Researchers insert materials into a phantom model that mimic tumors and then take an image to see how clear and precise the picture will be at various levels of radiation exposure.

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Robotics

The use of robotics in medical applications is rapidly growing in scope and complexity.

For example, FDA researchers are collaborating with the Defense Advance Research Projects Agency (DARPA) to develop artificial limbs that are controlled by the patient’s own nervous system. DARPA is an agency within the Department of Defense that has funded the development of many major technologies, including computer networking. CDRH and DARPA scientists are studying the next generation of prosthetic limbs that could be controlled by a chip in the patient’s brain, Pollack says.

The questions they’re wrestling with include: How long does the implant chip reliably send signals and what can be done—either by using novel materials or by tricking the body into ignoring it (not attacking it as a foreign presence)—to increase that time?

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Smart Devices

The development of “smart” medical devices is on the rise. FDA has cleared some mobile medical applications used by health care professionals, such as a smartphone-based ultrasound and an application for iPhones and iPads that allows doctors to view medical images such as X-rays and sonograms. (Sonograms are images captured through the use of sound waves.)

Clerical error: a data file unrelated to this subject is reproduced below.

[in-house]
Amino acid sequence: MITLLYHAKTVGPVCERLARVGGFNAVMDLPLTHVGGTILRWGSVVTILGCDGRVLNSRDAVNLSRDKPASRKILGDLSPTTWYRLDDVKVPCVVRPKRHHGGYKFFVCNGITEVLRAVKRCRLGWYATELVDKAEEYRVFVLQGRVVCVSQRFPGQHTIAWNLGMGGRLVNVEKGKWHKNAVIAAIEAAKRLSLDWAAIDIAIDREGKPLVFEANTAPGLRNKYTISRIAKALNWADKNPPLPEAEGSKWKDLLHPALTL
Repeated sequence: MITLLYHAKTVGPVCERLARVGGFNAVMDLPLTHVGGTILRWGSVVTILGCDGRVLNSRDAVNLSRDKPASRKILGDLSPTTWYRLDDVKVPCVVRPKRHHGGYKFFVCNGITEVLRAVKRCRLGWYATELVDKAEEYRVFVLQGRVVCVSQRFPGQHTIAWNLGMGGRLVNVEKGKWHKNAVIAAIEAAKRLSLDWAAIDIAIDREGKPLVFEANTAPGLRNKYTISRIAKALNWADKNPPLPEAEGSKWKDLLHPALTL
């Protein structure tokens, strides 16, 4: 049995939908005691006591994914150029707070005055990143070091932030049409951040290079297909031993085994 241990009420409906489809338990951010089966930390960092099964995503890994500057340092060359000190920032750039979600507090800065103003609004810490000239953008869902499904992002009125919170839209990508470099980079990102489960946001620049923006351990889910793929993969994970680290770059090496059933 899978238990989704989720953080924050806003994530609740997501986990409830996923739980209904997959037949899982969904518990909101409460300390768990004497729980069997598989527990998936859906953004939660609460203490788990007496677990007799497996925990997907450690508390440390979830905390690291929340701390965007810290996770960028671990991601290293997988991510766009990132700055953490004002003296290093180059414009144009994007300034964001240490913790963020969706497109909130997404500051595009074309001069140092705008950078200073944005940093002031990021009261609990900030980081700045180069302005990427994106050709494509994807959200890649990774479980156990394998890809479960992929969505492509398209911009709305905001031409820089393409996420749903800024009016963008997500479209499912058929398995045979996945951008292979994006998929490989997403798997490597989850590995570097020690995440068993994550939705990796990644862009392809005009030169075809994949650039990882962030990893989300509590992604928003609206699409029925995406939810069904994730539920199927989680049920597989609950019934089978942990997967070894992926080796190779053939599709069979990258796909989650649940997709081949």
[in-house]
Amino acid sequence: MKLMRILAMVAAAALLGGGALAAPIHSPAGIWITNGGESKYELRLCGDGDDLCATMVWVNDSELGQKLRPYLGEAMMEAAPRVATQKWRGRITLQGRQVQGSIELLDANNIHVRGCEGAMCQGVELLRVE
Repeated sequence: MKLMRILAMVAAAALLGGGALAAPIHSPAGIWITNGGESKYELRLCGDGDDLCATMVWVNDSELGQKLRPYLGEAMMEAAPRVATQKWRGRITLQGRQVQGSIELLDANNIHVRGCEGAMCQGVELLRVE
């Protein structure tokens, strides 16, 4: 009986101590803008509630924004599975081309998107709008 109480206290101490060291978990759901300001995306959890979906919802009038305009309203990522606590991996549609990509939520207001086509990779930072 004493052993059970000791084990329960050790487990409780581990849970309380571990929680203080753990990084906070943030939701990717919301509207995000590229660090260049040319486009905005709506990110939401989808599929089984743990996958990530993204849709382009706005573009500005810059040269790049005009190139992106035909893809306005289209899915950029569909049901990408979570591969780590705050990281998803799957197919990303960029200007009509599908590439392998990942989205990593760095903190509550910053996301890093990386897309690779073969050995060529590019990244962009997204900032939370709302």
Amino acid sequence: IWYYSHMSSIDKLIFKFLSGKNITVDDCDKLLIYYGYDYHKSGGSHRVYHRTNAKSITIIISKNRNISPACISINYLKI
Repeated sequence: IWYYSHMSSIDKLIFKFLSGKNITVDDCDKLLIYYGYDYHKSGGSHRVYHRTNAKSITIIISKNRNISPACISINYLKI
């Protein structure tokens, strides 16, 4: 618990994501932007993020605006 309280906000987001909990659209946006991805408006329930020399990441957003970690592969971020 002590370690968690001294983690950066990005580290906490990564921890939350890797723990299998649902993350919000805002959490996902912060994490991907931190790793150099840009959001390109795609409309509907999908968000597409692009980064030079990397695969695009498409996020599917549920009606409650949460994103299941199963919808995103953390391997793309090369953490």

Pollack explained that FDA researchers are examining how the user’s eye scans information received this way to gain a better understanding of how it is viewed and interpreted. The ultimate goal, he says, is to determine if there are improvements needed to the device or software.

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Maintaining Radio Silence

Called an anechoic chamber, this large, padded room at FDA keeps out radio signals from the surrounding environment. (Radio signals don’t just come from radios, but also from such communication staples as cell phones and wireless networks.) Within its walls, researchers expose medical devices to electromagnetic waves, explains Joel Myklebust, P.E., Ph.D., deputy director at OSEL. The goal is to see how a device—such as a pacemaker—will react to an electromagnetic source (such as an X-ray or certain electronic devices).

What would happen, for example, if you have a pacemaker and need an MRI (magnetic resonance imaging) examination? What levels are safe? In a hospital, how is a device affected if everyone in the vicinity has cell phones or computer laptops?

The chamber is also used to test the impact of radiowaves, such as those used in the identification tags used to identify and track products (in stores and warehouses) and people (employee IDs, farecards, etc.). Myklebust notes that some of these radio-frequency emitters have been found to temporarily slow the rate of pacemakers and affect other implanted cardiac devices.

Information from this testing is shared with medical device manufacturers and makers of identification equipment.

These are just a sampling of the technologies being developed across FDA as part of the agency’s commitment to regulatory science. “We’re always scanning the horizon to see what’s going on in laboratories, what technologies may be coming so that we can stay ahead of the curve,” says Pollack.

This article appears on FDA's Consumer Updates page, which features the latest on all FDA-regulated products.

September 17, 2012